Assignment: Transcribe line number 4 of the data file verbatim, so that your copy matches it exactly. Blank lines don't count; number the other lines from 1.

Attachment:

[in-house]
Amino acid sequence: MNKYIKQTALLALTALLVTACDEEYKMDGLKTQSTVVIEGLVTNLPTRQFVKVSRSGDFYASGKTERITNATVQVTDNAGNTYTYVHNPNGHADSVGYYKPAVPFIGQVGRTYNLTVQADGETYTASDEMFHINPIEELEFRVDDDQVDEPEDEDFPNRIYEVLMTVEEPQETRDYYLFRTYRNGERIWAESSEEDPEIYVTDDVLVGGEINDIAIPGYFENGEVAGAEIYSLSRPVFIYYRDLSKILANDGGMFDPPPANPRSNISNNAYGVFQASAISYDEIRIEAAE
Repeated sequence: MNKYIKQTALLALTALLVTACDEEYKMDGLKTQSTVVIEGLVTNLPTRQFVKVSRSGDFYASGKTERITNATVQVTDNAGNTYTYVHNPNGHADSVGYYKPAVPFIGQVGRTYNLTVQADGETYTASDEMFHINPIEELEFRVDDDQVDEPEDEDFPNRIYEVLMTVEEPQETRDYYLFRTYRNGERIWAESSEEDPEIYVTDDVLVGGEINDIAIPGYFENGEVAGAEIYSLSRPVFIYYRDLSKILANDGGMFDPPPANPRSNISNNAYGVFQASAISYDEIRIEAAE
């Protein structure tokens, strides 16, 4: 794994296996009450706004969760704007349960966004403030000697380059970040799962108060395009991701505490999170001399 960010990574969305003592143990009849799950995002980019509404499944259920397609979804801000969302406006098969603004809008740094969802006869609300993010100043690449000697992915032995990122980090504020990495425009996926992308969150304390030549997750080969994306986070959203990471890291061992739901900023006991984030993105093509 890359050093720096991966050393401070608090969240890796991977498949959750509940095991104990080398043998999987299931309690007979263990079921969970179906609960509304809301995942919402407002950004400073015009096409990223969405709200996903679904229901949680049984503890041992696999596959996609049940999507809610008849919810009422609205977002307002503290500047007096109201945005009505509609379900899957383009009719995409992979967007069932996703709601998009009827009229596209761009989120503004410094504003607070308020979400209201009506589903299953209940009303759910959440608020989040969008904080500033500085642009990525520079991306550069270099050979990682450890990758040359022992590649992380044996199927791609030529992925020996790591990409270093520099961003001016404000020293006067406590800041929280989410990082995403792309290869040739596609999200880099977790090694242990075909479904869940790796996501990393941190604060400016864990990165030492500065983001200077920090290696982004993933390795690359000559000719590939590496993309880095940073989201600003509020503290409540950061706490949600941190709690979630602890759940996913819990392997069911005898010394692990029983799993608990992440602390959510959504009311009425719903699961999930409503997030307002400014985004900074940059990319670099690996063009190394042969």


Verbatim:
């Protein structure tokens, strides 16, 4: 794994296996009450706004969760704007349960966004403030000697380059970040799962108060395009991701505490999170001399 960010990574969305003592143990009849799950995002980019509404499944259920397609979804801000969302406006098969603004809008740094969802006869609300993010100043690449000697992915032995990122980090504020990495425009996926992308969150304390030549997750080969994306986070959203990471890291061992739901900023006991984030993105093509 890359050093720096991966050393401070608090969240890796991977498949959750509940095991104990080398043998999987299931309690007979263990079921969970179906609960509304809301995942919402407002950004400073015009096409990223969405709200996903679904229901949680049984503890041992696999596959996609049940999507809610008849919810009422609205977002307002503290500047007096109201945005009505509609379900899957383009009719995409992979967007069932996703709601998009009827009229596209761009989120503004410094504003607070308020979400209201009506589903299953209940009303759910959440608020989040969008904080500033500085642009990525520079991306550069270099050979990682450890990758040359022992590649992380044996199927791609030529992925020996790591990409270093520099961003001016404000020293006067406590800041929280989410990082995403792309290869040739596609999200880099977790090694242990075909479904869940790796996501990393941190604060400016864990990165030492500065983001200077920090290696982004993933390795690359000559000719590939590496993309880095940073989201600003509020503290409540950061706490949600941190709690979630602890759940996913819990392997069911005898010394692990029983799993608990992440602390959510959504009311009425719903699961999930409503997030307002400014985004900074940059990319670099690996063009190394042969």